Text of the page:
Enloe Bands and Choruses Achieve Perfect Scores at MPA

Every year, Enloe’s bands and choruses perform in front of judges for the Music Performance Adjudication (MPA), hosted by the North Carolina Music Educators Association. Enloe has been participating in MPA for decades now, in what has become one of the most important concerts that students look forward to every year. While this is not a competition, a good score can say a lot about a music group’s capabilities. 

On March 16th, Enloe’s Chamber Trebles, Chamber, and Advanced Treble Choirs performed at MPA, which was located at Apex Friendship High School. Each choir performed two compositions and was evaluated on tone and technique, intonation, diction, musical accuracy, balance and blend, artistic expression, and presentation for their concert performance. The second section of MPA is the evaluation of rhythmic and melodic exercises in which the students were given music to sight-read. The subsections for the sight-reading portion of MPA are evaluated based on technical accuracy, flexibility, technique, and musical effect. 

The first Enloe choir that performed in the performance section was the Chamber choir, which consists of both treble (alto and soprano) voice parts as well as tenor and bass. They performed a traditional Scottish piece called “Loch Lomond,” arranged by Jonathan Quick as well as “Famine Song,” an emotional arrangement by Matthew Culloton. Next, Enloe’s ATE (Advanced Treble Ensemble), consisting of alto and soprano voice parts performed “Ad Astra” by Jacob Narverud and “Sing Gently,” by Eric Whitacre. Lastly, Chamber Treble performed “Muusika,” a sentimental piece by Pärt Uusberg, and “Walk Together Children,” arranged by Stacy V. Gibbs.

All Enloe Choirs received “Superior” ratings for their performances at MPA.

Ms. Hallihan reflected on this year by saying, “It actually went really well, which is almost a little surprising because of how much time we missed last year, but I think that the difference between two years ago and now was I learned something, which is the value of not just creating a family in here, but a connection with each other.” She explained that although two years ago her choirs still performed excellently and received the “Superior” ratings, it felt different because there wasn’t as much of a community as there was this year. Ms. Hallihan touched on the effect that the virtual school year had on her connection with her students: “It’s almost like realizing that lack of community that we had that one year and trying to make up for it and then some from the year before.” Ms. Hallihan shared with a smile how proud of all her students she is and how grateful she is to have created such a close-knit “family” within Enloe.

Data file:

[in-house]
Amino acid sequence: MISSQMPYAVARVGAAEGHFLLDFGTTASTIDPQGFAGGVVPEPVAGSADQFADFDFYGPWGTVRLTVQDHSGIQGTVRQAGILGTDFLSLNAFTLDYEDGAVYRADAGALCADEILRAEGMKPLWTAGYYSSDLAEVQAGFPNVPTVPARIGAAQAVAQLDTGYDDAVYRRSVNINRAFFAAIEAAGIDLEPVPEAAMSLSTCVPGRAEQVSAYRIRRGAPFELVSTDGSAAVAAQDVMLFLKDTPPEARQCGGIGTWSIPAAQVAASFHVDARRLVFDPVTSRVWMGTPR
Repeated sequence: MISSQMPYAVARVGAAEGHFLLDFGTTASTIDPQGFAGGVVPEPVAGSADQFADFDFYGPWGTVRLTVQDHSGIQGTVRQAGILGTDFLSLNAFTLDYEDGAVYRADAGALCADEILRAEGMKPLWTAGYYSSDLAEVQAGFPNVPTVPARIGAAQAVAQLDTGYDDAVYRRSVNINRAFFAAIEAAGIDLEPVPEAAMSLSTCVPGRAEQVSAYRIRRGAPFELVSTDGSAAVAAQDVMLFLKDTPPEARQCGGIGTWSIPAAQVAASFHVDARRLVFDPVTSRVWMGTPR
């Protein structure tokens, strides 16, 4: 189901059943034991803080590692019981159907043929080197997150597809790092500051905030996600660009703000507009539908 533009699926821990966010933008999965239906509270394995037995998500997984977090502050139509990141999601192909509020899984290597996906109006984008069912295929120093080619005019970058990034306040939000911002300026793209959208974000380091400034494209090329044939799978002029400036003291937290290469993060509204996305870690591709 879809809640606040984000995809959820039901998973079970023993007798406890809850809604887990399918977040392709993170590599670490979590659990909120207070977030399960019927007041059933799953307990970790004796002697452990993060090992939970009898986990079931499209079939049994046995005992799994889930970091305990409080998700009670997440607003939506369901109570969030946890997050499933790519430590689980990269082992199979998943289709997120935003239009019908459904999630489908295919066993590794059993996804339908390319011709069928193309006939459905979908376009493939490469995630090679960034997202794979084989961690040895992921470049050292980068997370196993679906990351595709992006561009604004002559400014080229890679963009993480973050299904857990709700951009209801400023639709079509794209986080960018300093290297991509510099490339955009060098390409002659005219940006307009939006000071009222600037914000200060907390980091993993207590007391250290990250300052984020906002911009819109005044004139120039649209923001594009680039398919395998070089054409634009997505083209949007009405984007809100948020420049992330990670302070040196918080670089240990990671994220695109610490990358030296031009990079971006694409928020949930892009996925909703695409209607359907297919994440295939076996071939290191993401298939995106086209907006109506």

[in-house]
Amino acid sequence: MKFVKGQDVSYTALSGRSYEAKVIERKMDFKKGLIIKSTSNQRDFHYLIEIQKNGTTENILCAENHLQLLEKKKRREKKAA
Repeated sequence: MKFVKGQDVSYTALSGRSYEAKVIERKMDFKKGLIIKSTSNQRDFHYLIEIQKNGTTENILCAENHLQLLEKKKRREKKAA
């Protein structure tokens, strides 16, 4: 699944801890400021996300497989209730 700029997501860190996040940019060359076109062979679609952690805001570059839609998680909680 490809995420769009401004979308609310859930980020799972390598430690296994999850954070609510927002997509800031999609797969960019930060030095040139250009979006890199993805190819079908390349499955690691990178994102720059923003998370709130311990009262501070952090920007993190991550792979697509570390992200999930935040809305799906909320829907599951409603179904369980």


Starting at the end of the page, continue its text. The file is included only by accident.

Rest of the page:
On March 22nd and 23rd, the Enloe Symphonic Band and Wind Ensemble performed at MPA, which was hosted by Fuquay-Varina High School. For bands, each group must perform one march, two other pieces to their liking, and a sight-read piece. This year, the Symphonic Band performed Allied Honor by Karl King/arr. J. Swearingen for their march, along with Among the Clouds by Brian Balmages, and Overture for Winds by Charles Carter. The Wind Ensemble performed Moorside March by Gustav Holst, Festive Overture by Dmitri Shostakovich, and Molly on the Shore by Percy Grainger. The bands were judged by a panel of music educators and both received all A’s and A-pluses on the graded standards, earning both bands a “Superior” grade, the highest a band can achieve at MPA.

During the year of quarantine, band programs across the world suffered immensely, as students were not able to retrieve instruments from school and wind instruments required much more PPE (instrument masks and bell covers) to be played safely in a group setting. Coming into the first year back after many students had not even had the chance to play their instruments, Enloe’s band director, Mr. Hunter, was determined to challenge his students and maintain Enloe’s standard of musical excellence. “We have a lot of talent and it’s kind of been bottled up recently…I figured that there was a lot of enthusiasm, people just want to get back into playing and I also counted on people just missing that and I hoped that people would step up if they had the right cause, and that cause is great music,” said Mr. Hunter. Pieces like Festive Overture and Molly on the Shore are notorious for their technical demands. “[MPA] is a formidable thing to do and having that as your goal, to go there and play for judges and all this stuff in front of you, it drives intense rehearsals. Those intense rehearsals, they’re not always fun, but when it’s all over you go back and you think ‘Wow, I’m so glad we put the work in for that, it was really worth it.’ When you work for things like that, especially together, really challenging each other, and you accomplish something together through thick and thin, in the end, that’s much more valuable than not really challenging yourself.”